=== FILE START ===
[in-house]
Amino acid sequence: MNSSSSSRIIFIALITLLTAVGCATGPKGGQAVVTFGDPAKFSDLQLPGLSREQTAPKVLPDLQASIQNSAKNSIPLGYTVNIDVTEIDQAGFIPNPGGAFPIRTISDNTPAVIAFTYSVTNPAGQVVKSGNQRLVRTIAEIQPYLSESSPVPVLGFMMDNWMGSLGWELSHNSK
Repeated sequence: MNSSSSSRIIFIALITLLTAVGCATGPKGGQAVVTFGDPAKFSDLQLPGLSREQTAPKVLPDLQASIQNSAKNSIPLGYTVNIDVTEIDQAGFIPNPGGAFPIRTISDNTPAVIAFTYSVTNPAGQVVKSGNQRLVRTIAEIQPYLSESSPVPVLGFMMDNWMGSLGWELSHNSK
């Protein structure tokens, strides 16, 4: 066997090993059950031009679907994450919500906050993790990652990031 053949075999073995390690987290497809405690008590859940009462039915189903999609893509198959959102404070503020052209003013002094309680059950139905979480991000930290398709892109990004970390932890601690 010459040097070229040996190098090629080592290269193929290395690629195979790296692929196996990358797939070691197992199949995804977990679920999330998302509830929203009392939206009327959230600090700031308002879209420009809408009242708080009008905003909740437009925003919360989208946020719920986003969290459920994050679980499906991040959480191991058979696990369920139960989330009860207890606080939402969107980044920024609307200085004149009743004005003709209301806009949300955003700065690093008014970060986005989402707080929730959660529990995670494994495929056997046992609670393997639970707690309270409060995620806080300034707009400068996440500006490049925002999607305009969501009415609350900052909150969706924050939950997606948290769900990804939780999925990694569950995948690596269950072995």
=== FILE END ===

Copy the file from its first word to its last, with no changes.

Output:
[in-house]
Amino acid sequence: MNSSSSSRIIFIALITLLTAVGCATGPKGGQAVVTFGDPAKFSDLQLPGLSREQTAPKVLPDLQASIQNSAKNSIPLGYTVNIDVTEIDQAGFIPNPGGAFPIRTISDNTPAVIAFTYSVTNPAGQVVKSGNQRLVRTIAEIQPYLSESSPVPVLGFMMDNWMGSLGWELSHNSK
Repeated sequence: MNSSSSSRIIFIALITLLTAVGCATGPKGGQAVVTFGDPAKFSDLQLPGLSREQTAPKVLPDLQASIQNSAKNSIPLGYTVNIDVTEIDQAGFIPNPGGAFPIRTISDNTPAVIAFTYSVTNPAGQVVKSGNQRLVRTIAEIQPYLSESSPVPVLGFMMDNWMGSLGWELSHNSK
């Protein structure tokens, strides 16, 4: 066997090993059950031009679907994450919500906050993790990652990031 053949075999073995390690987290497809405690008590859940009462039915189903999609893509198959959102404070503020052209003013002094309680059950139905979480991000930290398709892109990004970390932890601690 010459040097070229040996190098090629080592290269193929290395690629195979790296692929196996990358797939070691197992199949995804977990679920999330998302509830929203009392939206009327959230600090700031308002879209420009809408009242708080009008905003909740437009925003919360989208946020719920986003969290459920994050679980499906991040959480191991058979696990369920139960989330009860207890606080939402969107980044920024609307200085004149009743004005003709209301806009949300955003700065690093008014970060986005989402707080929730959660529990995670494994495929056997046992609670393997639970707690309270409060995620806080300034707009400068996440500006490049925002999607305009969501009415609350900052909150969706924050939950997606948290769900990804939780999925990694569950995948690596269950072995």